A class action lawsuit is a lawsuit where many people have the same injury or the same types of damages, and they all join together to sue the party responsible as a group.
Class action lawsuits are used when one party has wronged lots of people. Common examples include defective products, dangerous medications, and negligent business decisions that harmed many people over time. When the people who were injured — the plaintiffs — join together in a class action lawsuit, it allows them to reduce legal expenses and, in many cases, improve the chances of each individual person getting a successful verdict or settlement.
Most class action lawsuits are against businesses, because they produce products that are used widely and cause damages or injuries to many consumers. But they can also be against the government or, in rare cases, against private individuals.
Dozens, hundreds or even thousands of plaintiffs may join together in a class action lawsuit. These plaintiffs are, together, known as a “class” of people — hence the name class action lawsuit.
How Does a Class Action Lawsuit Start?
Class action lawsuits begin when it becomes apparent that lots of people all suffered the same (or similar) damages. This can be because an investigative journalist breaks open a scandal and it becomes national news, or it can happen when a government investigation like the FDA announces a recall on some kind of product. Other times it’s not as obvious, and it starts when individual people with injuries start researching their legal options.
Often, at the start of the process, there’s no “hard” proof that the plaintiffs have a valid claim. It may take months of work from attorneys researching and investigating the cause. During this period, there may already be individual lawsuits filed against the party who is liable (the defendant).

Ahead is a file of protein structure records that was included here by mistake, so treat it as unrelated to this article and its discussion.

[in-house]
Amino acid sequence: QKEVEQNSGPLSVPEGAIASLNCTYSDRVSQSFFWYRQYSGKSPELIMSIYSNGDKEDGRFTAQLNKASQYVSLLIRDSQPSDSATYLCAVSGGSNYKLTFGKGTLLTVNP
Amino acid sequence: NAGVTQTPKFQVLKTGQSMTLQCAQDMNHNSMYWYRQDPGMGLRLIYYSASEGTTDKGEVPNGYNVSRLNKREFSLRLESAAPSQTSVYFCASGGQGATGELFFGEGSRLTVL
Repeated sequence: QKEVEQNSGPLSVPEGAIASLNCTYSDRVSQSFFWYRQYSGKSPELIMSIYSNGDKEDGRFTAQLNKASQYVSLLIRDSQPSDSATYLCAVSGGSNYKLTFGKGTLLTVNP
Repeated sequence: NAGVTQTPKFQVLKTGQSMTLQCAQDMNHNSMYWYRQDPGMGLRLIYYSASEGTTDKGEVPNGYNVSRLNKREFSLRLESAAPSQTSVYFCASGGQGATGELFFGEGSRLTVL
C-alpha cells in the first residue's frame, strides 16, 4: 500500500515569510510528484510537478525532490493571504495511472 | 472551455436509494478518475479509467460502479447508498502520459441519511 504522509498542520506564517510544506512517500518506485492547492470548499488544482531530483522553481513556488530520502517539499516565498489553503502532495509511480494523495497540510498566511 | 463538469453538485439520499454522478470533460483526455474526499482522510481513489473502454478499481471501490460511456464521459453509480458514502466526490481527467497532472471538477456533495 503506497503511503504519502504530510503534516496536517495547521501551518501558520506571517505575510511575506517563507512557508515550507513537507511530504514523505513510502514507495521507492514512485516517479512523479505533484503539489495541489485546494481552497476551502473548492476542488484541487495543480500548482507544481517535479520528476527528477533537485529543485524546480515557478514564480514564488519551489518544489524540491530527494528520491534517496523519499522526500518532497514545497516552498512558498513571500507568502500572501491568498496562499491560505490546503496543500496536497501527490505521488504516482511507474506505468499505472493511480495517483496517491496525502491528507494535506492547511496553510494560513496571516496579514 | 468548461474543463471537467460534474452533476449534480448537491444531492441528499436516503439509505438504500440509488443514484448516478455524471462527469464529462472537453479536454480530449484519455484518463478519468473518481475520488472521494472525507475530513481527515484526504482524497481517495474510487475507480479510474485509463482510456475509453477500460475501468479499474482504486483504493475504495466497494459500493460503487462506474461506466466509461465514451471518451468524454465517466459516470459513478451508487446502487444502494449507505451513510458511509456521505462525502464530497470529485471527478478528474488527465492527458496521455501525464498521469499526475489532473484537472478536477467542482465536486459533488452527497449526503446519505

If enough plaintiffs come forward, their attorneys may decide it’s best to consolidate their cases into a class action.
How Does the Class Action Lawsuit Process Work?
Attorneys representing multiple individual cases will file the papers necessary to do so with the courts. Generally, they will need to decide one single jurisdiction whose courts will hear the case for everyone involved, even if not all of the plaintiffs live in that jurisdiction.
Under the Class Action Fairness Act of 2005, it’s also possible to move a case from state courts to federal courts if it is large enough.
There must then be an option to “opt in.” In other words, as more people find out about the class action, more people who have valid claims will come forward. They must have a way to “opt in” and join the class action too.
Finally, the courts will hear the case and decide it like normal. But any verdict or settlement will award damages to all of the plaintiffs. This may mean each person gets a percentage, or that they get a fixed amount. In less common cases, the amount may be different for each person based on their damages.
What if I Think I Have a Claim for a Class Action Lawsuit?
You need to talk with a class action lawsuit attorney immediately. Not all lawyers have experience with class action lawsuits, but those who know the process can help you decide if you have a valid claim and, if need be, help find other people who would have similar claims.
At John Foy & Associates, we have over 20 years of experience representing those who were injured — and we KNOW how to win class action lawsuits. For a FREE consultation to discuss your case and your options, contact us today. Call 404-400-4000, or complete the form to your right to get started today with a free consultation.